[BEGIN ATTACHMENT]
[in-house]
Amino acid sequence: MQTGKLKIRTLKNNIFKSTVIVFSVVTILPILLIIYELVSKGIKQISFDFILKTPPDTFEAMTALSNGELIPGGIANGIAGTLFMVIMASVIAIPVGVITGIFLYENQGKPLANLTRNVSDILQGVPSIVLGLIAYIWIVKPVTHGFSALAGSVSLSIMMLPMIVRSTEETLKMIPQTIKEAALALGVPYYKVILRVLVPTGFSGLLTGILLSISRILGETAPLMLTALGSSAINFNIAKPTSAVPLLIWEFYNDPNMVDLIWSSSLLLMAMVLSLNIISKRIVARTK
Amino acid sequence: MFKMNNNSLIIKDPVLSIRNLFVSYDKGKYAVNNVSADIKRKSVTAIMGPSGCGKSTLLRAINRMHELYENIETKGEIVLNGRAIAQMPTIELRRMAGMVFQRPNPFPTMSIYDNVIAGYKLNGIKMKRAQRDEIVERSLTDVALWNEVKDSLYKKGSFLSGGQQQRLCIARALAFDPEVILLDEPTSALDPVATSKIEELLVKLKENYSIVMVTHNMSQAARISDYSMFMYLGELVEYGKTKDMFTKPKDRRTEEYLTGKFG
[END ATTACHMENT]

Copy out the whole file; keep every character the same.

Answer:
[in-house]
Amino acid sequence: MQTGKLKIRTLKNNIFKSTVIVFSVVTILPILLIIYELVSKGIKQISFDFILKTPPDTFEAMTALSNGELIPGGIANGIAGTLFMVIMASVIAIPVGVITGIFLYENQGKPLANLTRNVSDILQGVPSIVLGLIAYIWIVKPVTHGFSALAGSVSLSIMMLPMIVRSTEETLKMIPQTIKEAALALGVPYYKVILRVLVPTGFSGLLTGILLSISRILGETAPLMLTALGSSAINFNIAKPTSAVPLLIWEFYNDPNMVDLIWSSSLLLMAMVLSLNIISKRIVARTK
Amino acid sequence: MFKMNNNSLIIKDPVLSIRNLFVSYDKGKYAVNNVSADIKRKSVTAIMGPSGCGKSTLLRAINRMHELYENIETKGEIVLNGRAIAQMPTIELRRMAGMVFQRPNPFPTMSIYDNVIAGYKLNGIKMKRAQRDEIVERSLTDVALWNEVKDSLYKKGSFLSGGQQQRLCIARALAFDPEVILLDEPTSALDPVATSKIEELLVKLKENYSIVMVTHNMSQAARISDYSMFMYLGELVEYGKTKDMFTKPKDRRTEEYLTGKFG